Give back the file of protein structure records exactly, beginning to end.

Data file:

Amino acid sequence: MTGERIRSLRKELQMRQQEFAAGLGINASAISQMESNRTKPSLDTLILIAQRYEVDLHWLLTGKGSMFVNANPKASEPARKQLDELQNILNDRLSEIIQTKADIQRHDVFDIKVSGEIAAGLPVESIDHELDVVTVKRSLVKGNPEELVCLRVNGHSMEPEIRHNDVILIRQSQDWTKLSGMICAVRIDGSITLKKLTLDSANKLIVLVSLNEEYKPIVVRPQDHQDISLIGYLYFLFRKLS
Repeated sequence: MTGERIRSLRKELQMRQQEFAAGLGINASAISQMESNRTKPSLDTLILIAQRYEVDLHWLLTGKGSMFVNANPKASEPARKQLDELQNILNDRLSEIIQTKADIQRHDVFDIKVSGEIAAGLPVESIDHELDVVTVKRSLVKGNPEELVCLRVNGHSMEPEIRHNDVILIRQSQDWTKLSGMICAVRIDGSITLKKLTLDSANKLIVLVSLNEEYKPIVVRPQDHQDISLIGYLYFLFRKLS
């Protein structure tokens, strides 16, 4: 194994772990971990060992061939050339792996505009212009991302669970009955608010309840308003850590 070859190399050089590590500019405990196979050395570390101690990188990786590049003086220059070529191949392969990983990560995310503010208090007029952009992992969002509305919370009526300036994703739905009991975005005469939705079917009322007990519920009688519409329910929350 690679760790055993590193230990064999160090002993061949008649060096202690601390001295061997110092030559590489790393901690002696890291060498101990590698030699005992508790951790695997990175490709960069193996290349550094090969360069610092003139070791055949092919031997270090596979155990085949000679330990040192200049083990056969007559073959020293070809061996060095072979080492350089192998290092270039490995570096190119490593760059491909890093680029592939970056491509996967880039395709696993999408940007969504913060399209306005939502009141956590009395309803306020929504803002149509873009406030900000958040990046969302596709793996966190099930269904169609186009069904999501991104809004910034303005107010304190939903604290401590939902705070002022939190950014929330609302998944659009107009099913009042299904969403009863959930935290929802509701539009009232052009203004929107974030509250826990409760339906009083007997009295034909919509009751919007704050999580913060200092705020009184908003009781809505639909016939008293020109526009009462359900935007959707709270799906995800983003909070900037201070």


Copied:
Amino acid sequence: MTGERIRSLRKELQMRQQEFAAGLGINASAISQMESNRTKPSLDTLILIAQRYEVDLHWLLTGKGSMFVNANPKASEPARKQLDELQNILNDRLSEIIQTKADIQRHDVFDIKVSGEIAAGLPVESIDHELDVVTVKRSLVKGNPEELVCLRVNGHSMEPEIRHNDVILIRQSQDWTKLSGMICAVRIDGSITLKKLTLDSANKLIVLVSLNEEYKPIVVRPQDHQDISLIGYLYFLFRKLS
Repeated sequence: MTGERIRSLRKELQMRQQEFAAGLGINASAISQMESNRTKPSLDTLILIAQRYEVDLHWLLTGKGSMFVNANPKASEPARKQLDELQNILNDRLSEIIQTKADIQRHDVFDIKVSGEIAAGLPVESIDHELDVVTVKRSLVKGNPEELVCLRVNGHSMEPEIRHNDVILIRQSQDWTKLSGMICAVRIDGSITLKKLTLDSANKLIVLVSLNEEYKPIVVRPQDHQDISLIGYLYFLFRKLS
């Protein structure tokens, strides 16, 4: 194994772990971990060992061939050339792996505009212009991302669970009955608010309840308003850590 070859190399050089590590500019405990196979050395570390101690990188990786590049003086220059070529191949392969990983990560995310503010208090007029952009992992969002509305919370009526300036994703739905009991975005005469939705079917009322007990519920009688519409329910929350 690679760790055993590193230990064999160090002993061949008649060096202690601390001295061997110092030559590489790393901690002696890291060498101990590698030699005992508790951790695997990175490709960069193996290349550094090969360069610092003139070791055949092919031997270090596979155990085949000679330990040192200049083990056969007559073959020293070809061996060095072979080492350089192998290092270039490995570096190119490593760059491909890093680029592939970056491509996967880039395709696993999408940007969504913060399209306005939502009141956590009395309803306020929504803002149509873009406030900000958040990046969302596709793996966190099930269904169609186009069904999501991104809004910034303005107010304190939903604290401590939902705070002022939190950014929330609302998944659009107009099913009042299904969403009863959930935290929802509701539009009232052009203004929107974030509250826990409760339906009083007997009295034909919509009751919007704050999580913060200092705020009184908003009781809505639909016939008293020109526009009462359900935007959707709270799906995800983003909070900037201070």